Very limited data in humans show that SOMA is present in breast milk and may reach concentrations two to four times the maternal plasma concentrations. In one case report, a breast-fed infant received about 4-6% of the maternal daily dose through breast milk and experienced no adverse effects. However, milk production was inadequate and the baby was supplemented with formula. In lactation studies in mice, female pup survival and pup weight at weaning were decreased. This information suggests that maternal use of SOMA may lead to reduced or less effective infant feeding (due to sedation) and/or decreased milk production. Caution should be exercised when SOMA is administered to a nursing woman.

Pediatric Use

The efficacy, safety, and pharmacokinetics of SOMA in pediatric patients less than 16 years of age have not been established.

Geriatric Use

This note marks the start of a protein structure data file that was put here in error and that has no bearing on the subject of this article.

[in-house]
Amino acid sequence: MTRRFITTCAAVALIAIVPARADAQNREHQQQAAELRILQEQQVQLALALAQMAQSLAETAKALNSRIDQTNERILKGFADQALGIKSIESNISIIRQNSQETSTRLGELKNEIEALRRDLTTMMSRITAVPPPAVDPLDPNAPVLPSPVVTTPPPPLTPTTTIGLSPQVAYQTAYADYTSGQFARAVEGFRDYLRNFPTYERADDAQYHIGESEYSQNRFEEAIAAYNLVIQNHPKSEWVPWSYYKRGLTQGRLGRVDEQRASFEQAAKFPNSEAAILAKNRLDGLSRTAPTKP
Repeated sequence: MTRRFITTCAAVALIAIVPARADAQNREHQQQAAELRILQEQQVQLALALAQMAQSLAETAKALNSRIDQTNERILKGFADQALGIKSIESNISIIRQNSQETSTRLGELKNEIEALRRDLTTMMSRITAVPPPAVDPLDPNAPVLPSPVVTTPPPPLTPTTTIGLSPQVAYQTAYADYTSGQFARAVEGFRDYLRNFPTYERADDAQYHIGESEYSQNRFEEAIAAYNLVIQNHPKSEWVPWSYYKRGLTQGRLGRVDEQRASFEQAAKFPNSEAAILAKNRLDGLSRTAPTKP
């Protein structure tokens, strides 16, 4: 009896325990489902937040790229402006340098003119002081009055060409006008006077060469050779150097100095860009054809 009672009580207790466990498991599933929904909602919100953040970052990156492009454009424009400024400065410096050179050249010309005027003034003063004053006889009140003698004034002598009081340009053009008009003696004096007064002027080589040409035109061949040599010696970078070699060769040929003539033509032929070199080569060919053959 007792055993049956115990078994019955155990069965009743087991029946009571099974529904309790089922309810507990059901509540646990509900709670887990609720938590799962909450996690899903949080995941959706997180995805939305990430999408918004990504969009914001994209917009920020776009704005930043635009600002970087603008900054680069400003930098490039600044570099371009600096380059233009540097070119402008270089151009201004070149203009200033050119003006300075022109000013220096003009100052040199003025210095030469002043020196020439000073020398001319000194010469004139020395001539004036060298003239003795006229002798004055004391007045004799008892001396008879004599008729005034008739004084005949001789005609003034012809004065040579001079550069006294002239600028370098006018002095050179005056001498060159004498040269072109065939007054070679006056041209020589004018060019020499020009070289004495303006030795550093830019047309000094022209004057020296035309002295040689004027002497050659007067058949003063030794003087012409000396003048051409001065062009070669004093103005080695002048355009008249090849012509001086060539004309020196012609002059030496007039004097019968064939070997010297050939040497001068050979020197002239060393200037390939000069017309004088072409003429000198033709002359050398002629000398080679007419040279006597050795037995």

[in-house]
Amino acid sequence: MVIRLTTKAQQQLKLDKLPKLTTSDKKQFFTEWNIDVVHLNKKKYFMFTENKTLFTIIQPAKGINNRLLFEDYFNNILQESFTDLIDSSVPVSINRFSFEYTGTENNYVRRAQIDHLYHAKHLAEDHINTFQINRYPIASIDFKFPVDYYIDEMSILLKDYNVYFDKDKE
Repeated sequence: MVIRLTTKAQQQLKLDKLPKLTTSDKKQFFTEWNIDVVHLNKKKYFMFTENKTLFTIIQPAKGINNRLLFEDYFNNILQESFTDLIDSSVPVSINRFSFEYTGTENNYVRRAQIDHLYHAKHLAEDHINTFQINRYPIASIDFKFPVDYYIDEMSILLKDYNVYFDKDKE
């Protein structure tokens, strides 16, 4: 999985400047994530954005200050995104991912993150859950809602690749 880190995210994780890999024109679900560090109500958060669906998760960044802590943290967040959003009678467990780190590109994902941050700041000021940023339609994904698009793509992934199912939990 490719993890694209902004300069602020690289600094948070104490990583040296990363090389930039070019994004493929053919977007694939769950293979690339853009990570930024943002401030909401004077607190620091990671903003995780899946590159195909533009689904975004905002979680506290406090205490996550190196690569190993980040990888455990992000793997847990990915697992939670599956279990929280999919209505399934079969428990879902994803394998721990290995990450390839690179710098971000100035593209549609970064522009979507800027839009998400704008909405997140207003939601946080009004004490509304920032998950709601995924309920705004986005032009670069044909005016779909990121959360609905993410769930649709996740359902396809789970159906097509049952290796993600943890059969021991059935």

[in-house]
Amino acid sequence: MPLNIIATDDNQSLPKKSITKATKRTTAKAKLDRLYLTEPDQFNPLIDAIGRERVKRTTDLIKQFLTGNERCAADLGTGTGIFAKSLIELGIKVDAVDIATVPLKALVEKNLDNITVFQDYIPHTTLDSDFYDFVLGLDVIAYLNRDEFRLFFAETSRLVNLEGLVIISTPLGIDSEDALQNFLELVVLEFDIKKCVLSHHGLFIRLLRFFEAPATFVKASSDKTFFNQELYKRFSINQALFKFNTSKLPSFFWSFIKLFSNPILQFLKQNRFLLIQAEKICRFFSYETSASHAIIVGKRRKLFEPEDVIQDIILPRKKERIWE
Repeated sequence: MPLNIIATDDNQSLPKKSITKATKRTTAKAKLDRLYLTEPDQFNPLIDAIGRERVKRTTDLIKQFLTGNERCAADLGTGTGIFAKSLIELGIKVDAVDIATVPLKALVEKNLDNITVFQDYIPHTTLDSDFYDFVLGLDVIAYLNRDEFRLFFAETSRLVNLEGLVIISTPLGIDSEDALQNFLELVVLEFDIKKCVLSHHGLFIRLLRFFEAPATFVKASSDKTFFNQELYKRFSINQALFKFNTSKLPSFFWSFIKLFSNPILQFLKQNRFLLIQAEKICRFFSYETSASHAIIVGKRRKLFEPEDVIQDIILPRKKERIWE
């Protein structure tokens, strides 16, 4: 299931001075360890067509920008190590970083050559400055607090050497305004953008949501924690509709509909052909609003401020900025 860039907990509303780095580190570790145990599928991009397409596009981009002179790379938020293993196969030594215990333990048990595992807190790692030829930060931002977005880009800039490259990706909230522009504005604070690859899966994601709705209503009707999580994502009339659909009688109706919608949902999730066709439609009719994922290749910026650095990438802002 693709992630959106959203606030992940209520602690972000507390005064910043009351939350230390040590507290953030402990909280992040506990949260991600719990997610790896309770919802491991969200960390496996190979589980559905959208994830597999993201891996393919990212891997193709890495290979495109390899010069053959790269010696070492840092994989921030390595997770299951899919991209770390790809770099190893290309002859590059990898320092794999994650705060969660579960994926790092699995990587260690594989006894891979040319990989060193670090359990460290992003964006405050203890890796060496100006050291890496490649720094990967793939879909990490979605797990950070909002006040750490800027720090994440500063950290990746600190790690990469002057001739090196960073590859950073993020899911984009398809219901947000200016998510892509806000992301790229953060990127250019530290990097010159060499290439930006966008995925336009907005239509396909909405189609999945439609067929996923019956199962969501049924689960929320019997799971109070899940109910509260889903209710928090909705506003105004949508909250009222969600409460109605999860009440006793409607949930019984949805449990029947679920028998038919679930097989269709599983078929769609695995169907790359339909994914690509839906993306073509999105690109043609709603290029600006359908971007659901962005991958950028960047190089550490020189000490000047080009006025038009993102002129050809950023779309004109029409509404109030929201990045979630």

The efficacy, safety, and pharmacokinetics of SOMA in patients over 65 years old have not been established.

Renal Impairment

The safety and pharmacokinetics of SOMA in patients with renal impairment have not been evaluated. Since SOMA is excreted by the kidney, caution should be exercised if SOMA is administered to patients with impaired renal function. Carisoprodol is dialyzable by hemodialysis and peritoneal dialysis.

Hepatic Impairment

The safety and pharmacokinetics of SOMA in patients with hepatic impairment have not been evaluated. Since SOMA is metabolized in the liver, caution should be exercised if SOMA is administered to patients with impaired hepatic function.

Patients with Reduced CYP2C19 Activity

Patients with reduced CYP2C19 activity have higher exposure to carisoprodol. Therefore, caution should be exercised in administration of SOMA to these patients [see CLINICAL PHARMACOLOGY].

Last reviewed on RxList: 3/1/2013
This monograph has been modified to include the generic and brand name in many instances.